Sharing my learnings from the book, Powers and Thrones by Dan Jones
Powers and Thrones by Dan Jones
When the once-mighty city of Rome was sacked by barbarians in 410 and lay in ruins, it signaled the end of an era–and the beginning of a thousand years of profound transformation. In a gripping narrative bursting with big names—from Sts Augustine and Attila the Hun to the Prophet Muhammad and Eleanor of Aquitaine—Dan Jones charges through the history of the Middle Ages. Powers and Thrones takes readers on a journey through an emerging Europe, the great capitals of late Antiquity, as well as the influential cities of the Islamic West, and culminates in the first European voyages to the Americas.
- Spanning from the fall of the western Roman Empire in the fourth century to the Protestant Reformation in the fifteenth, this book survey the rulers and forces that shaped the Middle Ages.
- The Roman Empire was a global force for more than one thousand years. During its heyday, it spanned northern Africa, Asia Minor, and most of Europe. Roman rule influenced the politics, culture, religion, and military of its dominions. But by the fourth century CE, the Roman mega-state was beginning to collapse. And, surprisingly, a large factor in its fall was climate change – thousands of miles away from central Italy.
- In the mid-fourth century, eastern Asia experienced the most severe drought recorded in the last two millennia. So the Huns, a nomadic people living in eastern Asia at that time, began to migrate across the Volga river, invading the lands of Germanic tribes known as the Goths. Since the Huns had an upper hand with their advanced archery capabilities, huge bands of Gothic tribes were forced to flee and seek refuge in the Roman Empire. Soon, eastern Europe was overwhelmed with a migrant crisis.
- Over the decades that followed, waves of barbarian migrant tribespeople posed an increasing threat to Roman power. Perhaps the most famous barbarian assault on the Roman Empire was led by Attila the Hun, who, in the fifth century, united the Huns and many Germanic tribespeople against Roman rule. The power of the western Roman Empire had all but dissolved by the time a coalition of Gothic tribes led by Odoacer deposed the final Roman emperor, Romulus Augustus, in 476.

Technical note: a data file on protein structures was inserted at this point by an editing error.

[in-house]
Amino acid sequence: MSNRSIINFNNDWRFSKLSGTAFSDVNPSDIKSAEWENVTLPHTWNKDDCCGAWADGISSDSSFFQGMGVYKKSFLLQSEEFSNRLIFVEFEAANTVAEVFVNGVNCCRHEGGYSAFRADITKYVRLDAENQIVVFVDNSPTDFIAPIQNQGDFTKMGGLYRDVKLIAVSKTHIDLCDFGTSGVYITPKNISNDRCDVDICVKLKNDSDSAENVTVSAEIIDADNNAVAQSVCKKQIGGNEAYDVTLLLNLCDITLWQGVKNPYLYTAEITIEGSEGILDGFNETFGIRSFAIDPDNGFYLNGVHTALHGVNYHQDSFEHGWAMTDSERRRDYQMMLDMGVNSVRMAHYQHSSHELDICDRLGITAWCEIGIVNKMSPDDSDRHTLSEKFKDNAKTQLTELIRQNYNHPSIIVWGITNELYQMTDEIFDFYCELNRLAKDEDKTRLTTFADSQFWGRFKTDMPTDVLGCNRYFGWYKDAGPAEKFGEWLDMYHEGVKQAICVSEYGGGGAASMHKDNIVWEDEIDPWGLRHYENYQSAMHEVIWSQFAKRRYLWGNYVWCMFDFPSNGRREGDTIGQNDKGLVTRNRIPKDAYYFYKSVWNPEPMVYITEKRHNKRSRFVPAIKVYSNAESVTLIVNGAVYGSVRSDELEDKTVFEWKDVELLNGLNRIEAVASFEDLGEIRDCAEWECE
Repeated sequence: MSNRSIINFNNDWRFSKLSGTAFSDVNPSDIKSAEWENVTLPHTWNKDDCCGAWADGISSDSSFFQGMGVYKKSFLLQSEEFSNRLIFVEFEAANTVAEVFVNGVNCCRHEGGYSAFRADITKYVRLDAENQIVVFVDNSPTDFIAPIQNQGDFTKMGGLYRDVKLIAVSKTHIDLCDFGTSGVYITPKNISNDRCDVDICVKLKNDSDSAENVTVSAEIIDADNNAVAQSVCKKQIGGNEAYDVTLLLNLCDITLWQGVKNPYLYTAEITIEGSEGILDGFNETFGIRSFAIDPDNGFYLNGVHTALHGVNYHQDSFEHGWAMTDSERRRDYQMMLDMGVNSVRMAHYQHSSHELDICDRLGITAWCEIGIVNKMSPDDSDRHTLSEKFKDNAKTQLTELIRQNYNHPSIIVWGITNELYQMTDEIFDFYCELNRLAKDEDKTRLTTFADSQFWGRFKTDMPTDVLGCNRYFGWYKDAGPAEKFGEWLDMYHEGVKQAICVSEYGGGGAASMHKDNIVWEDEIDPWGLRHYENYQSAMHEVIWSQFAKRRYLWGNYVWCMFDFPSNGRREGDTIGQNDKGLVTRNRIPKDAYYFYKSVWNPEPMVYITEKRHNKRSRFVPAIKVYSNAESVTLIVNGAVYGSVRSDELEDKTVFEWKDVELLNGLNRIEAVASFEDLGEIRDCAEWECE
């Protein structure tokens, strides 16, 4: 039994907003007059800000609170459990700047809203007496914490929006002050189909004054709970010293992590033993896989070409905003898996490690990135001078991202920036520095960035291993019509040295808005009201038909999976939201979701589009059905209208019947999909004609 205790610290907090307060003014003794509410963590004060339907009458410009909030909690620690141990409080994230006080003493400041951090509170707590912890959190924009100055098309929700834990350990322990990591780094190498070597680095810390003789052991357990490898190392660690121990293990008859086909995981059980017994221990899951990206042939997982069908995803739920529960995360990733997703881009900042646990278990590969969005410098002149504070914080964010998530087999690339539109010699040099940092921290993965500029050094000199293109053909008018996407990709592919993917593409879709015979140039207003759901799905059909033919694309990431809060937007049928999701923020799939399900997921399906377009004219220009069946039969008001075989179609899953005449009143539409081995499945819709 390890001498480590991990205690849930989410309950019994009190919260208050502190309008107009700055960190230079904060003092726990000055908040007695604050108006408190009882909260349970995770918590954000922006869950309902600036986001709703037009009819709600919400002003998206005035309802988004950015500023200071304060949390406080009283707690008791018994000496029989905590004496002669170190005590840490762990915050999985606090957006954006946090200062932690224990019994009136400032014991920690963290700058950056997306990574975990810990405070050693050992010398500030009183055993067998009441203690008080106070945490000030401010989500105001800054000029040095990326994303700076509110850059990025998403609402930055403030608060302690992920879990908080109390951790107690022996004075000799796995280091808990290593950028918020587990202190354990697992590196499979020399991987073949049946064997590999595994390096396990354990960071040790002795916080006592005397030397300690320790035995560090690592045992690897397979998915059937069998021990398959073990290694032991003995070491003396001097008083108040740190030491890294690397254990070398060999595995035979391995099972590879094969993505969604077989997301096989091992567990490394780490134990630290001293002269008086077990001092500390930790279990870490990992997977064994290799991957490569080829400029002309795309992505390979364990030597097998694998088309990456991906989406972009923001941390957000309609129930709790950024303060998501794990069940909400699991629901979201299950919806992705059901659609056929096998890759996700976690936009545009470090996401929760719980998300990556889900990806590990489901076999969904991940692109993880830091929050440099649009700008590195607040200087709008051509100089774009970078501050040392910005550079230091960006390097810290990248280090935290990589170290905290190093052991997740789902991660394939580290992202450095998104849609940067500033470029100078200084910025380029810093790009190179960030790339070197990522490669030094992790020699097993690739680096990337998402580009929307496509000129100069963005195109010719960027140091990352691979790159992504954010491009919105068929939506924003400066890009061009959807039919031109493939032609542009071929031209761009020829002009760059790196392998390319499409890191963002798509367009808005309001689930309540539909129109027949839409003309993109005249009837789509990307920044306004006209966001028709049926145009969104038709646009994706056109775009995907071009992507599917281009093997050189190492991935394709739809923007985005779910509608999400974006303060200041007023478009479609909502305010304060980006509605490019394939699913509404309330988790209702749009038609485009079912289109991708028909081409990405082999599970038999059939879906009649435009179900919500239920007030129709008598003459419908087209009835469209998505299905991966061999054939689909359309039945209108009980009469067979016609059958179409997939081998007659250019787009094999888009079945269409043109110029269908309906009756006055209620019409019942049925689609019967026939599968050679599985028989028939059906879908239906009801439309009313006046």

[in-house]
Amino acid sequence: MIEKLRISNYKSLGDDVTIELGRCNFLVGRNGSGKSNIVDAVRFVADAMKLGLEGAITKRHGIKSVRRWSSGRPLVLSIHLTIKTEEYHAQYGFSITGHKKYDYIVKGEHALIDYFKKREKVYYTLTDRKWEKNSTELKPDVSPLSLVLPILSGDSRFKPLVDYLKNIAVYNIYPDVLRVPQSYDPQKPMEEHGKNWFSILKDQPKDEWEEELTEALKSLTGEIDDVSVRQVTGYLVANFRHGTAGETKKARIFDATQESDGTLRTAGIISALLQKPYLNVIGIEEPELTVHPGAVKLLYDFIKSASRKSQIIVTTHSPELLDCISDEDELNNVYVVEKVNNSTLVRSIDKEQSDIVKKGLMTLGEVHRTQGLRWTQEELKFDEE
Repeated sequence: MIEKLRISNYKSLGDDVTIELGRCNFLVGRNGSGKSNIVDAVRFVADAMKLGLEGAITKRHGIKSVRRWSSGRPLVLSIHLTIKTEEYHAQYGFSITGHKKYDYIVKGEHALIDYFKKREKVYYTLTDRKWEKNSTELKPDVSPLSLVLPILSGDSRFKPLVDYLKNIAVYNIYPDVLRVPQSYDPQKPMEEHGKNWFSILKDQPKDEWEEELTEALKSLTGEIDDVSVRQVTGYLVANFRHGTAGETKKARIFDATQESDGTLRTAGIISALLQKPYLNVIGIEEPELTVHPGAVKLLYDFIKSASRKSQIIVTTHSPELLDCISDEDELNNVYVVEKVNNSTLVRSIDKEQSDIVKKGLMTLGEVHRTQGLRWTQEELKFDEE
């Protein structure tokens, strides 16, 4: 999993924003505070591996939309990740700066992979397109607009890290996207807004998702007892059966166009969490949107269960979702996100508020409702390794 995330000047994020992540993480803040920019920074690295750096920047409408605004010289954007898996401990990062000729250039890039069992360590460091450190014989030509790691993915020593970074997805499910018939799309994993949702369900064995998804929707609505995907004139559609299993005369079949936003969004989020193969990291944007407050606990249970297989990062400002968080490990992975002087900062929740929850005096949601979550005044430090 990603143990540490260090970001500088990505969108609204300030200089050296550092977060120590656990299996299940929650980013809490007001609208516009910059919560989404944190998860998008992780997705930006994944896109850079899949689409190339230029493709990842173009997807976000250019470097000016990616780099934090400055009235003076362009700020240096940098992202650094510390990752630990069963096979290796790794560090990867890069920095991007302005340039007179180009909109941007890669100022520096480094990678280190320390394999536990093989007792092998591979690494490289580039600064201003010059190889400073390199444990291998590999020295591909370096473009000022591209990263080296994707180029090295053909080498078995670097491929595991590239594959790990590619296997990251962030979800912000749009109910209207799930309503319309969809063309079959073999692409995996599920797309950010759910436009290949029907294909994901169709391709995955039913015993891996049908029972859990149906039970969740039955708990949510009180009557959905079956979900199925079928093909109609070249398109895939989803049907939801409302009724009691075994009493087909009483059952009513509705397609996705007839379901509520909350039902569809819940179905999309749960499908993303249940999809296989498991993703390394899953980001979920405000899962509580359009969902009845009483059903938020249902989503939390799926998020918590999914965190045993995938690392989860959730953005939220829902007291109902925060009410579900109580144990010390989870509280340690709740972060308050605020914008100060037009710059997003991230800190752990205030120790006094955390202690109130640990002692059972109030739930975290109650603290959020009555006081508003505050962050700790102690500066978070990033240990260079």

- Following the collapse of the western Roman Empire, the eastern Roman Empire began to transform into what is known as Byzantium, or the Byzantine Empire. The Byzantine Empire reached its height during the reign of Justinian I, who succeeded his uncle Justin I in 527. With the help of his wife and empress Theodora, Justinian launched an ambitious plan to restore the eastern Roman Empire.
- Half a century after Justinian, another emperor, called Heraclius, came to power. In order to distinguish the eastern empire from the Latin West, Heraclius adopted Greek as Byzantium’s official state language. With its power stemming from Constantinople, the state was now focused on eastern Mediterranean domination, while its geopolitical rivals were in the south and east.
- In the seventh and eighth centuries, the foundation of Islam led to the establishment of the far-reaching Islamic Empire.
- Among the barbarian kingdoms established in the fifth century, the most successful was that of the Franks. Originating as a coalition of German war-bands, the Franks had settled west of the Rhine during the age of barbarian migrations before slowly gaining power in the collapsed Roman state. it wasn’t until the mid-eighth century, during the Carolingian dynasty, that one Frankish king would dramatically alter the course of European history. His name was Charlemagne.
- At the height of his reign in the year 800, Charlemagne’s realm covered most of western Europe, and he was crowned by the pope as the first Holy Roman Emperor. But after his death, Charlemagne’s plans to restore western and central Europe to their imperial glory didn’t roll out as he’d hoped. While Charlemagne’s heirs failed to live up to his ambitions, another enemy soon arrived on the geopolitical stage. These violent pagan warriors, collectively known as the Vikings, took Europe and other parts of the world by storm.